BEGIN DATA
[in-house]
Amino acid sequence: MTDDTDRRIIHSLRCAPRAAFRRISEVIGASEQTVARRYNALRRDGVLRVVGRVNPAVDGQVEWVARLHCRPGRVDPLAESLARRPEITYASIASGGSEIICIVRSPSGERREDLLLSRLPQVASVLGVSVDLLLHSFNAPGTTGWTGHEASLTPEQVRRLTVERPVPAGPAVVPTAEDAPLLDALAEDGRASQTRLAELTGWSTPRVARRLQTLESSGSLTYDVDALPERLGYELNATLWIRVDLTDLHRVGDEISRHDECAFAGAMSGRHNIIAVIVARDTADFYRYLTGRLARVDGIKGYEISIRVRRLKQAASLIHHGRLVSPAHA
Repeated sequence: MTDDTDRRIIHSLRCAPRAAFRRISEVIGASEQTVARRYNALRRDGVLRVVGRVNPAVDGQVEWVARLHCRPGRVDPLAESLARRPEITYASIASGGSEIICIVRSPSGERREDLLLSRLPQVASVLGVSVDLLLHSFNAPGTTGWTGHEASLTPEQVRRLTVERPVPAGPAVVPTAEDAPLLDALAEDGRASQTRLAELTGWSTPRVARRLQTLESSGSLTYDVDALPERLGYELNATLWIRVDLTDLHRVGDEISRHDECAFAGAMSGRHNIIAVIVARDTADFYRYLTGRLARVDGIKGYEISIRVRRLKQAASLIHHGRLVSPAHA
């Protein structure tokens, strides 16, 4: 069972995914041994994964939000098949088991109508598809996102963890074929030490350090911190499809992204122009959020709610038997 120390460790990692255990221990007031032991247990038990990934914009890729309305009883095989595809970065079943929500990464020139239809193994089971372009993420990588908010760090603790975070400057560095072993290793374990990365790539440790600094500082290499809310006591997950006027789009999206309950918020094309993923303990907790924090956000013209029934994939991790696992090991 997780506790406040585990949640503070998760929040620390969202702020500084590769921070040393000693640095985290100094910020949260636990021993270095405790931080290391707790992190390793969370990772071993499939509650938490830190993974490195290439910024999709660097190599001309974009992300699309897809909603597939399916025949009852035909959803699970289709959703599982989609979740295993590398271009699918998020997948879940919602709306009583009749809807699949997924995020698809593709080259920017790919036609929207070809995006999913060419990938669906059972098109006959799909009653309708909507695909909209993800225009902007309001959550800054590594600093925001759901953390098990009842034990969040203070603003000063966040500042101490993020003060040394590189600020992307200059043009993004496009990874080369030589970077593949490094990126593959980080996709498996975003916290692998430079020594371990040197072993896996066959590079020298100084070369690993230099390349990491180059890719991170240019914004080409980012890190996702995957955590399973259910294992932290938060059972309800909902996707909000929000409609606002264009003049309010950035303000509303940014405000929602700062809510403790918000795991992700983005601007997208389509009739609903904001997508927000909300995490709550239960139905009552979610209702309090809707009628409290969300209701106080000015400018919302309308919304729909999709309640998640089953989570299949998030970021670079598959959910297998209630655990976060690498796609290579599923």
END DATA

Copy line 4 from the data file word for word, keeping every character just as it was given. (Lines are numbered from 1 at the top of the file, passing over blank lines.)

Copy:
């Protein structure tokens, strides 16, 4: 069972995914041994994964939000098949088991109508598809996102963890074929030490350090911190499809992204122009959020709610038997 120390460790990692255990221990007031032991247990038990990934914009890729309305009883095989595809970065079943929500990464020139239809193994089971372009993420990588908010760090603790975070400057560095072993290793374990990365790539440790600094500082290499809310006591997950006027789009999206309950918020094309993923303990907790924090956000013209029934994939991790696992090991 997780506790406040585990949640503070998760929040620390969202702020500084590769921070040393000693640095985290100094910020949260636990021993270095405790931080290391707790992190390793969370990772071993499939509650938490830190993974490195290439910024999709660097190599001309974009992300699309897809909603597939399916025949009852035909959803699970289709959703599982989609979740295993590398271009699918998020997948879940919602709306009583009749809807699949997924995020698809593709080259920017790919036609929207070809995006999913060419990938669906059972098109006959799909009653309708909507695909909209993800225009902007309001959550800054590594600093925001759901953390098990009842034990969040203070603003000063966040500042101490993020003060040394590189600020992307200059043009993004496009990874080369030589970077593949490094990126593959980080996709498996975003916290692998430079020594371990040197072993896996066959590079020298100084070369690993230099390349990491180059890719991170240019914004080409980012890190996702995957955590399973259910294992932290938060059972309800909902996707909000929000409609606002264009003049309010950035303000509303940014405000929602700062809510403790918000795991992700983005601007997208389509009739609903904001997508927000909300995490709550239960139905009552979610209702309090809707009628409290969300209701106080000015400018919302309308919304729909999709309640998640089953989570299949998030970021670079598959959910297998209630655990976060690498796609290579599923």